I continue to be impressed with the books that Heinemann puts out. I picked up "Chance Encounters" from the EDC project >Seeing and Thinking Mathematically<. I hope this will inspire my middle school teachers to do more with probability at the middle school level. Another Heinemann book that I found fascinating starts off with a rather uninteresting title "Fractions, Decimals, Ratios & Percents" but ends with a wallop - "Hard to teach and hard to learn?" After reading many of the case discussions and sharing some of them with my middle school teachers, I've had much to think about. Anyone out there familiar with this book? I'd be very interested in your reactions.
Then there is the Internet and its role in math education. Only 7 sessions (less than 1% of the total) discussed this topic. Since we (Stevens) have another NSF funded project devoted to the Internet it is becoming more and more a part of my life. But this time around I'm not a knee-jerk devotee like I was when the microcomputers first came out. Actually this Internet movement reminds me a lot what was going on in the early 80's when micros were first appearing in schools and many people were learning BASIC and being stymied by the jargon.... well, its deja vous all over again... Also reading Peter Stoll's "Silicon Snake Oil" keeps one sober... But at the same time (and this is what makes it exciting) there is enormous potential for wonderful things to happen. For example, I participated in the noon day project (the re-creation of Eratosthenes' measurement of the earth experiment via the Internet) with two of our teachers. It was truly a memorable experience.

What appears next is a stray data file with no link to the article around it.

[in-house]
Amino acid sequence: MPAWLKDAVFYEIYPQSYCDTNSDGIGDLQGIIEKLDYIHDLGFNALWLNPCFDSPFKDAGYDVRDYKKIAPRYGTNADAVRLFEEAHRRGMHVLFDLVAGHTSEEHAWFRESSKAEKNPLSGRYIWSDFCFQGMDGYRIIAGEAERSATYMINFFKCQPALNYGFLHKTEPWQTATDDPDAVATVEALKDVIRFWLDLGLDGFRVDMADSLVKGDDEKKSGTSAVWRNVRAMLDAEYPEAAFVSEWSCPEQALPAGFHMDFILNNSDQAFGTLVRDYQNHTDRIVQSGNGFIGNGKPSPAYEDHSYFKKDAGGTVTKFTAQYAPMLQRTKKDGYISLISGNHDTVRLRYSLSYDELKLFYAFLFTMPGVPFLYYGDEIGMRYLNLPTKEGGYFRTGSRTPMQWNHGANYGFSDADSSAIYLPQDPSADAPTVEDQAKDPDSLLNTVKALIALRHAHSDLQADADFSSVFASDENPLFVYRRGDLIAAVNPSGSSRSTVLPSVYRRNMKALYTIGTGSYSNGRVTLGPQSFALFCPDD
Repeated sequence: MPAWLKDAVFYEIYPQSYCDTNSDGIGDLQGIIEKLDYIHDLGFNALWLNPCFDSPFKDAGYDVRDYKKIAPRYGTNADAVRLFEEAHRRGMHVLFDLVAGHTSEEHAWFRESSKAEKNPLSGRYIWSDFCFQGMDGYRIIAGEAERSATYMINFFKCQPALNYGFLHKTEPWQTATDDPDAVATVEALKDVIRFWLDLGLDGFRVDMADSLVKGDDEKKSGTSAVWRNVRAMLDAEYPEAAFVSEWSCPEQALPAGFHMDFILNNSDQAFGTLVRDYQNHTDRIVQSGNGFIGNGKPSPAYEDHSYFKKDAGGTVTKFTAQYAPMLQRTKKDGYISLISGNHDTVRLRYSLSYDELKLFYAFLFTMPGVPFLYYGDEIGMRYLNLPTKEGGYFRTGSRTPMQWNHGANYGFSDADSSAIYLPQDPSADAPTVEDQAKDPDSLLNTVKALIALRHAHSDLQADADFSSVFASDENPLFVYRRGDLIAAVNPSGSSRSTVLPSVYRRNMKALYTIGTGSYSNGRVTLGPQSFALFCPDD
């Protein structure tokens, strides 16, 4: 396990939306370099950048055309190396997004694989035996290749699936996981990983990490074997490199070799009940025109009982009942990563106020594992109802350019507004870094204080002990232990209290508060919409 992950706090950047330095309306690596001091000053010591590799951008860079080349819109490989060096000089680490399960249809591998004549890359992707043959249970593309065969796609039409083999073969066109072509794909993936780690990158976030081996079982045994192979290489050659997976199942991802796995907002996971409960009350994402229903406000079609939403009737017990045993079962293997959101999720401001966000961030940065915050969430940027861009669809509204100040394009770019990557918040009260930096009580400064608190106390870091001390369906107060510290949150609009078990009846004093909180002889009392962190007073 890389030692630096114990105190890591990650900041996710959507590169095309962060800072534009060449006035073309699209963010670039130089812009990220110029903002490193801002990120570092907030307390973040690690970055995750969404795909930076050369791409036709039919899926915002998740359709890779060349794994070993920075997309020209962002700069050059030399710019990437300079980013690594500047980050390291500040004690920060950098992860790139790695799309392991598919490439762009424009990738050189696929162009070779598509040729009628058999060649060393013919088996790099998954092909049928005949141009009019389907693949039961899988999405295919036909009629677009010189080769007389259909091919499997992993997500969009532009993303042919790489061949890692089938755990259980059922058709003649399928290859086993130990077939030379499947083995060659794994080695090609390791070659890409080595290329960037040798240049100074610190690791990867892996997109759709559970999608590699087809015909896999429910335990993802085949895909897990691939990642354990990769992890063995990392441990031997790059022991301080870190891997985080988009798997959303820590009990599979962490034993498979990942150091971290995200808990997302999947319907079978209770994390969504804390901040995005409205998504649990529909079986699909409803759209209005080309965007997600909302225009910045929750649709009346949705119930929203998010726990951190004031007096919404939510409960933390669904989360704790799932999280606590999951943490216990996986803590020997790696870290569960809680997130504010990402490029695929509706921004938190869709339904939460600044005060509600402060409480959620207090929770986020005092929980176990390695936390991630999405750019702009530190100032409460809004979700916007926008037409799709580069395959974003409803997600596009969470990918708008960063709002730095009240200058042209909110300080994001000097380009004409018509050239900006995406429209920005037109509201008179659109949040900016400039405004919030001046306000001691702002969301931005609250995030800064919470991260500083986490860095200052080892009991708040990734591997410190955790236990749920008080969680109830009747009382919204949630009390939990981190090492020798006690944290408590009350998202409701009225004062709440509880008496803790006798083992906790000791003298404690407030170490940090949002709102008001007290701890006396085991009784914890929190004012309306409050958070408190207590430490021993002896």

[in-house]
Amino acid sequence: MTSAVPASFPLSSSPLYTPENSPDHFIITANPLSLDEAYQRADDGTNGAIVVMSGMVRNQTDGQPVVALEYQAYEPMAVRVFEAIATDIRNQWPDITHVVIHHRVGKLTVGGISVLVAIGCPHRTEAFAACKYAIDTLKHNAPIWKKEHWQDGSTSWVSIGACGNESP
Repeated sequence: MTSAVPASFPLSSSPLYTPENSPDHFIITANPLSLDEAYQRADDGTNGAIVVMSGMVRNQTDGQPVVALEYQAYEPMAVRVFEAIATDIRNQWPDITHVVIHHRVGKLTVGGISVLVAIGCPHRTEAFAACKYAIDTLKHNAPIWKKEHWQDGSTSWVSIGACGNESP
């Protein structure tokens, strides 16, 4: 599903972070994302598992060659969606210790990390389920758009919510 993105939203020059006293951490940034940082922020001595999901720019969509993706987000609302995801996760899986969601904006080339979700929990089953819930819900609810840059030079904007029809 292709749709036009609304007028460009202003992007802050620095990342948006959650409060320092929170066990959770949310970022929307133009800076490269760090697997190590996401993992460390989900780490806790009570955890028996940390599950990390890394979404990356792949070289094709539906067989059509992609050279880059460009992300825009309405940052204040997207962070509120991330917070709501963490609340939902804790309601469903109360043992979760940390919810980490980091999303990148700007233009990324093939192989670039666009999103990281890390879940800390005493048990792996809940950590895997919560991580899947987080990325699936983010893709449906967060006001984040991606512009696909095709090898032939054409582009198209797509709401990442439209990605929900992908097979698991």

But what I find really special about the Internet is having this opportunity to debrief the conference with colleagues who are struggling with many of the same issues that I am. The machinations of the NCTM organization remains somewhat elusive (from how presenters are selected to why Apple was discouraged from setting up a lab(?) - hopefully, someone reading this will know why.) It has taken me 7 years (since our group became an affiliate) to know what I know about NCTM; with email I hope my learning will be greatly accelerated.